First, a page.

In the United States (US), biomass conversion technology developer Atlantic Biomass, LLC has announced the results of its Phase I Maryland Energy Innovation Institute (MEII) scale-up project to verify the use of residual hemp biomass for the production of biofuels including sustainable aviation fuels (SAF).
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According to Robert Kozak, President of Atlantic Biomass the results “clearly showed” that the very low-value biomass left over from hemp flower and bud harvests could be economically converted into biofuels by using the Atlantic Biomass process.
The scale-up results are solid and very promising. We’re using them to finish plans for a Phase II prototype that we’d like to have operating for the 2022 harvest, Robert Kozak said.
The Phase I project was a joint venture of Atlantic Biomass, the University of Maryland Eastern Shore (an 1890 Land Grant HBCU), Hood College, and Ohio State University.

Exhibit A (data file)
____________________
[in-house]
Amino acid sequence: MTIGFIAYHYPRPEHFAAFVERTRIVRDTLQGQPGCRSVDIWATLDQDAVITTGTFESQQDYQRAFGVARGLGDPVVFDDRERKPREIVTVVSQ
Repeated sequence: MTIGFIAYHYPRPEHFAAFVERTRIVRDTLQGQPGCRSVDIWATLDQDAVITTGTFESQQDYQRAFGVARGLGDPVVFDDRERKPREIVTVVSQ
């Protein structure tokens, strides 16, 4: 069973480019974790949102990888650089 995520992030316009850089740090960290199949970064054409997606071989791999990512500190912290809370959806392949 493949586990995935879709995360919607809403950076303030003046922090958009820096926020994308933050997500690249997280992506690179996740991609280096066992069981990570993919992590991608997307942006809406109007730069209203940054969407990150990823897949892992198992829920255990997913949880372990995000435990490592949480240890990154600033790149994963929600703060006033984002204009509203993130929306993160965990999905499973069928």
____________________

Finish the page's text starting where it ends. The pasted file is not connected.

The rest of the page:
We put together a team that knew all aspects of getting biomass to ethanol quickly and inexpensively. We worked well together and can’t wait to finish a commercial unit, said Robert Kozak.
Robert Kozak highlights that the six key aspects of the system that make it economically successful are:
- High availability: nearly 80 percent of the hemp biomass is available for ethanol production;
- High yields: ethanol yields from residual hemp biomass are comparable to those from corn grown expressly for ethanol production;
- Economic equity: income from residual hemp biomass for biofuels would de-risk start-up and minority hemp/cannabis operations;
- Total sugars conversion: the process achieves high ethanol yields by using all biomass sugars;
- Portable scale: the Atlantic Biomass Conversion System is distributed and uses portable modules; and
- No pretreatment: the process does not require pretreatment or hydrolysis additives.